Take some time today to learn more about music. Start by making a list of questions you have about this topic. Then, ask an adult to assist you with your research either online or at the local library. Share the most interesting facts you discover.

Useful Sources

  • https://www.npr.org/templates/story/story.php?storyId=15040264 (accessed 31 Aug. 2020)
  • https://www.musicca.com/musical-terms (accessed 31 Aug. 2020)
  • https://www.classicfm.com/discover-music/music-theory/why-italian-words-in-music-notation/ (accessed 31 Aug. 2020)
  • https://www.wqxr.org/story/why-do-we-use-italian-words-describe-music/ (accessed 31 Aug. 2020)
  • https://www.mfiles.co.uk/music-notation-history.htm (accessed 31 Aug. 2020)
  • https://www.youtube.com/watch?v=RlWARUR2IpA (accessed 31 Aug. 2020)


1. Why is Italian considered an important language for music?

Italian is considered an important language for music due to its historical significance in the development of Western classical music. During the Renaissance and Baroque periods, Italy was a hub for musical innovation and creativity. Many of the world’s most renowned composers, such as Vivaldi, Verdi, and Puccini, were Italian. Italian is also the language of opera, which originated in Italy and continues to be a prominent genre in the world of music. Learning Italian allows musicians to understand and appreciate the nuances of Italian opera and vocal music, as well as the rich heritage of Italian music.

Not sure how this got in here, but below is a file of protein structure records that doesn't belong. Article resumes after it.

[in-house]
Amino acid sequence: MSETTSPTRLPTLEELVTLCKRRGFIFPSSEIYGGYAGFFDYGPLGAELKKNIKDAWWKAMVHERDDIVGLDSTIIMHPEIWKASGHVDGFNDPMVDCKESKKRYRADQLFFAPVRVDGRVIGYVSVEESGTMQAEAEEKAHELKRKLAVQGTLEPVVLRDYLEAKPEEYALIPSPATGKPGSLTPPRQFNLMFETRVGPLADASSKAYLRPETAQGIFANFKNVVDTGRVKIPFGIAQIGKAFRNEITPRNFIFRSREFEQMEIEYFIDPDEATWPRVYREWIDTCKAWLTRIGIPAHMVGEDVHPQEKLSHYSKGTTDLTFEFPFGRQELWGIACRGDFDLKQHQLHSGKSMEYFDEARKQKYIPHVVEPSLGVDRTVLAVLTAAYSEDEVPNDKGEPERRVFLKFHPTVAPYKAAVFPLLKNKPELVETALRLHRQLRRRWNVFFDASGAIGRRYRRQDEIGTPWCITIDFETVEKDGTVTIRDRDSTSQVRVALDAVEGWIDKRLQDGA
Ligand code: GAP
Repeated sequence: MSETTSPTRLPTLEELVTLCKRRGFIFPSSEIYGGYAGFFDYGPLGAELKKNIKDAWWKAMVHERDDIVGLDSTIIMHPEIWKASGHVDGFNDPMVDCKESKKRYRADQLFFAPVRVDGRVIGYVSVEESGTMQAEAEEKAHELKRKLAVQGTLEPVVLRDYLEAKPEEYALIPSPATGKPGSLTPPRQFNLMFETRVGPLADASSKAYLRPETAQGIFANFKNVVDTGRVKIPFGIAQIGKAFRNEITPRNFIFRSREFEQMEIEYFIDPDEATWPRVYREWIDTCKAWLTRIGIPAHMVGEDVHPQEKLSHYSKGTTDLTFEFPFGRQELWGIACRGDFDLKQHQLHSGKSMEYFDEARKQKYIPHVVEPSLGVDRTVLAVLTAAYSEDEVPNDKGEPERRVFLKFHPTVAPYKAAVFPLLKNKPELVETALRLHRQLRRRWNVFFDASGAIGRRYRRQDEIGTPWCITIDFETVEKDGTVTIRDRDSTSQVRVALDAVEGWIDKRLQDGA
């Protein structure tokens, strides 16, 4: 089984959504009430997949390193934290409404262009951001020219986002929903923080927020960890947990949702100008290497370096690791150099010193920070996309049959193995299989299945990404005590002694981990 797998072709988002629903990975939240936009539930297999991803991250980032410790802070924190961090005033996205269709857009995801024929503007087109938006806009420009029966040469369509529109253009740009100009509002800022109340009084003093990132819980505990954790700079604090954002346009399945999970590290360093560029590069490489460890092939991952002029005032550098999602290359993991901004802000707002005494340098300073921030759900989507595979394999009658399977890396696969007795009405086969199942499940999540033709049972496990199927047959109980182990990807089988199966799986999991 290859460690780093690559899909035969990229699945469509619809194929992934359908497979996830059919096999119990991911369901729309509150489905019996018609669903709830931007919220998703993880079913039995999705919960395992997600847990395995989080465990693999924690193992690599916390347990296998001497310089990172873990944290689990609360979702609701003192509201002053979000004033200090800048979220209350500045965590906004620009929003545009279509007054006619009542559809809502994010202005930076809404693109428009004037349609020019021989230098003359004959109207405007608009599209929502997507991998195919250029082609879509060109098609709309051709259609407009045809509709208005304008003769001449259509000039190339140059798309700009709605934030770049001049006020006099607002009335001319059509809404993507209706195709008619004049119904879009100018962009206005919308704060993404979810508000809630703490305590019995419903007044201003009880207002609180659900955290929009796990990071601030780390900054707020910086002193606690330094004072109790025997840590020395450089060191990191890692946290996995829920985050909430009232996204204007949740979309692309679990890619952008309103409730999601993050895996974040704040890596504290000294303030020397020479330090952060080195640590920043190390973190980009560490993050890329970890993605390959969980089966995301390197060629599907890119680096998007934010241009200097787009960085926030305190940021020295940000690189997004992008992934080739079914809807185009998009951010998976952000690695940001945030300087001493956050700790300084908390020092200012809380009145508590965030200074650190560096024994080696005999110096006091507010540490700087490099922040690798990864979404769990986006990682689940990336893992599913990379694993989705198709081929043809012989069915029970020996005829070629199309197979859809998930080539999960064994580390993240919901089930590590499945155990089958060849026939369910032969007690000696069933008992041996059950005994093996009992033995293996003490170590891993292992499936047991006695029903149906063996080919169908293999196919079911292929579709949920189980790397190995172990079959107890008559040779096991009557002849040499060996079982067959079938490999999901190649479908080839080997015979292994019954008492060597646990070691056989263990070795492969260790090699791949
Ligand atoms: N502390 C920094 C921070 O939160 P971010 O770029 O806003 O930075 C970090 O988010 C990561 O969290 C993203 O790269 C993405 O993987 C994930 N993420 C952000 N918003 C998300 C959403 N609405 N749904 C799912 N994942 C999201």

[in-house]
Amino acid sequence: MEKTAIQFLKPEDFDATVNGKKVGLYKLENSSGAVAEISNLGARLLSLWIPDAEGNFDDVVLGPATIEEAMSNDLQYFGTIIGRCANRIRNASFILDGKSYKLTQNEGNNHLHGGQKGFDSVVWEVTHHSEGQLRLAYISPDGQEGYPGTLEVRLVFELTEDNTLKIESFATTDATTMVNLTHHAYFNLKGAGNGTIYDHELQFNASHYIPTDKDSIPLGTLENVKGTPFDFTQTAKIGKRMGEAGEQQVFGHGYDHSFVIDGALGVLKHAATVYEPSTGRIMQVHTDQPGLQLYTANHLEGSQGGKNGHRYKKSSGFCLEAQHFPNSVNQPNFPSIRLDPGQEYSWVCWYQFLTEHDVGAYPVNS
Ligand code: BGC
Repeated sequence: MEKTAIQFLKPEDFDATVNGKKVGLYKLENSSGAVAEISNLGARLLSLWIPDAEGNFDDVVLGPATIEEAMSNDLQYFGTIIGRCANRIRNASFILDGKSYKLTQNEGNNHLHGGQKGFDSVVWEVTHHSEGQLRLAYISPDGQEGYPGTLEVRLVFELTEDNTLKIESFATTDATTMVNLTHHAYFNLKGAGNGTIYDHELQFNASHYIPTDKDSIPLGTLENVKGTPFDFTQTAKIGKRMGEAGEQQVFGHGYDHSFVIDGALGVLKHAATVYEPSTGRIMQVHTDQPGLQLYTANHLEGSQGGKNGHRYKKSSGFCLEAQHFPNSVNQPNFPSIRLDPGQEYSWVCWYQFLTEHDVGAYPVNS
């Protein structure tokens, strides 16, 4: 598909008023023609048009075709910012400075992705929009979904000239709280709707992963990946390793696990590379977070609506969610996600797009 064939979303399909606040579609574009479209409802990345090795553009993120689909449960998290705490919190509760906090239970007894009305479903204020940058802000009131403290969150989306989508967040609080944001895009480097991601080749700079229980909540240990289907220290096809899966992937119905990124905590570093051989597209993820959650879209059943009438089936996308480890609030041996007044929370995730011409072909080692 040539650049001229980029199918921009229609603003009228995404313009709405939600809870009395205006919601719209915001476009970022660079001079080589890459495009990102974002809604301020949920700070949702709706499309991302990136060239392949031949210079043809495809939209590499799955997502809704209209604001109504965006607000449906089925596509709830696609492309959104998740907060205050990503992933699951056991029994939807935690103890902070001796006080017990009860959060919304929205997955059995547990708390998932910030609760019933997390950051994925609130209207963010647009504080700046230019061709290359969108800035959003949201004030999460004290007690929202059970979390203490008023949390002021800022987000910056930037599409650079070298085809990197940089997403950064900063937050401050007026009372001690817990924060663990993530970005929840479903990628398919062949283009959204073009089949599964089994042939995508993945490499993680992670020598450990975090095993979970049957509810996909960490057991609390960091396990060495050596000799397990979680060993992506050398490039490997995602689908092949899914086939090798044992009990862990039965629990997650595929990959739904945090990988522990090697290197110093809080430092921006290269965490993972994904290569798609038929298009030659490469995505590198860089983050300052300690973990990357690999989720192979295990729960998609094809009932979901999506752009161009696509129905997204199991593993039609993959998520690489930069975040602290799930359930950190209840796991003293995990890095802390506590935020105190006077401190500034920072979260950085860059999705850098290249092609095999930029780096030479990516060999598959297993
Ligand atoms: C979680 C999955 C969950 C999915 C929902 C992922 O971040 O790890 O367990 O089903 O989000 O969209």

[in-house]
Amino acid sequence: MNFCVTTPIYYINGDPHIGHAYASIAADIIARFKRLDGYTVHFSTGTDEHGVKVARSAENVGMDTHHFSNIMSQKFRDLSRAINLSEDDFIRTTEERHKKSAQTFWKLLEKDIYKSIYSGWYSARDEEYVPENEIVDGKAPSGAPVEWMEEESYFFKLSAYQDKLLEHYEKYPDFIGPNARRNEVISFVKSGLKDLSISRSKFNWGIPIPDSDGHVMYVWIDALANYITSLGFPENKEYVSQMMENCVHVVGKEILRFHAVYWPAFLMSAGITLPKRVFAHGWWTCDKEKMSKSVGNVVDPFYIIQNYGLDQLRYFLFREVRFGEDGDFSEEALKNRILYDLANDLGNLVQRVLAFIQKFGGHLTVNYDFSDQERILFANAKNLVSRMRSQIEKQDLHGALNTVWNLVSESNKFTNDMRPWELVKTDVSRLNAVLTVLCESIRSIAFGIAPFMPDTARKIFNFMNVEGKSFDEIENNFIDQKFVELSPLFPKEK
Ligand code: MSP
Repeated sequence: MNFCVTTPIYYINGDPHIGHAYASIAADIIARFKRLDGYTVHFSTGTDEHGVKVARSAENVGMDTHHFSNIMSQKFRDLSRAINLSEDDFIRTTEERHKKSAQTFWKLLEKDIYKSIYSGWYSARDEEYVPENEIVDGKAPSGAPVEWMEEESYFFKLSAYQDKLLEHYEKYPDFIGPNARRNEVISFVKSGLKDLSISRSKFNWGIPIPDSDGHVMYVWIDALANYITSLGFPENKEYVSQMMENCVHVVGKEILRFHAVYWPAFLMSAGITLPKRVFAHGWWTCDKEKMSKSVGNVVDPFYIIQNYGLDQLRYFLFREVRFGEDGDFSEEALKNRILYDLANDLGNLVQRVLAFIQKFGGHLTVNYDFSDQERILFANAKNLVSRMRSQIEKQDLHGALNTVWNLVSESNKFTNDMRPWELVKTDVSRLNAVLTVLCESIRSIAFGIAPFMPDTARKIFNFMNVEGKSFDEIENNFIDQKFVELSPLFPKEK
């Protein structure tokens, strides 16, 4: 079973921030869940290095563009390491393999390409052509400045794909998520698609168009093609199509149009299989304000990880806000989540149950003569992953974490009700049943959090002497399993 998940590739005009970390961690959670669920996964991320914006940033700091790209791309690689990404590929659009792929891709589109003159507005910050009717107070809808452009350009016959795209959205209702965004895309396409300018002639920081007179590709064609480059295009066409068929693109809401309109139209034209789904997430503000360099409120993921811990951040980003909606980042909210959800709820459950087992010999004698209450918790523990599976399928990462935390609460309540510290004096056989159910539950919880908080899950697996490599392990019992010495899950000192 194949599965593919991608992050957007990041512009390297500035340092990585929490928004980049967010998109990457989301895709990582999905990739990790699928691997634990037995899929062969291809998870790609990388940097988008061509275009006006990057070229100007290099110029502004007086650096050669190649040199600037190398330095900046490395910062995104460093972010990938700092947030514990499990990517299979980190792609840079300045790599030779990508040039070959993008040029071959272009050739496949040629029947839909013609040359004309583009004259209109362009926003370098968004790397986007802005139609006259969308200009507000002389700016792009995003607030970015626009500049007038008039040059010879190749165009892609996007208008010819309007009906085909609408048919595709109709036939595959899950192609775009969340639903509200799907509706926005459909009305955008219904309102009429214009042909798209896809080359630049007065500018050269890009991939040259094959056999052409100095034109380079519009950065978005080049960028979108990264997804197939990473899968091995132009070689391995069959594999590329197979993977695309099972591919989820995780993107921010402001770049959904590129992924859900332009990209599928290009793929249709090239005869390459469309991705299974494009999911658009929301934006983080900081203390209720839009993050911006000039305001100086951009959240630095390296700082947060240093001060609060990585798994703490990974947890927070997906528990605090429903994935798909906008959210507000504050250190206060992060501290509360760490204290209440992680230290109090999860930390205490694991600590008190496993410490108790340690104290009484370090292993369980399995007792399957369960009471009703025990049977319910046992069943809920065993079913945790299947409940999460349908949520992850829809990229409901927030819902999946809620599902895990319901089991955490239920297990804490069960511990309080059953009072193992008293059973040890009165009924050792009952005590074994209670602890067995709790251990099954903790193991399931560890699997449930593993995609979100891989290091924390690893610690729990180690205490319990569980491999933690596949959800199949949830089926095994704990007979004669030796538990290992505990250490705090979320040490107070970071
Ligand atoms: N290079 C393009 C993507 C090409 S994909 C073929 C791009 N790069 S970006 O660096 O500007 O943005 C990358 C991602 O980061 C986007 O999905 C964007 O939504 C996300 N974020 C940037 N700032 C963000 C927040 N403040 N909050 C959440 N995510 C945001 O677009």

2. How does learning Italian benefit musicians?

Learning Italian benefits musicians in several ways. Firstly, it allows them to understand and interpret Italian musical terms and expressions commonly used in sheet music and vocal scores. This knowledge enhances their ability to accurately convey the intended emotions and style of a piece. Secondly, knowing Italian enables musicians to communicate effectively with Italian-speaking composers, conductors, and fellow musicians, fostering collaboration and understanding. Additionally, studying Italian can provide insight into the cultural and historical context of Italian music, enabling musicians to perform with a deeper appreciation and authenticity.

3. Is Italian the only language of classical music?

No, Italian is not the only language of classical music. Classical music encompasses a wide range of styles and genres from various countries and time periods, each with its own linguistic heritage. German, French, English, and Russian are also important languages in classical music due to the contributions of composers from these countries. German, for example, is significant for its association with renowned composers such as Bach, Beethoven, and Wagner. French is notable for its influence on impressionist music, while English plays a role in the development of the English madrigal. However, Italian remains particularly important due to its historical connection to opera and the Italian composers who have shaped the genre.

4. Can non-Italian-speaking musicians still appreciate Italian music?

Absolutely! Non-Italian-speaking musicians can still appreciate and enjoy Italian music without knowing the language. Music is a universal language that transcends linguistic barriers, and the emotional impact of a piece can be felt regardless of the lyrics or language. Furthermore, many classical music compositions have been translated into various languages, allowing non-Italian speakers to understand and connect with the themes and stories portrayed in the music. Additionally, the beauty of Italian music lies not only in the lyrics but also in the melodies, harmonies, and overall composition, which can be appreciated by anyone with an ear for music.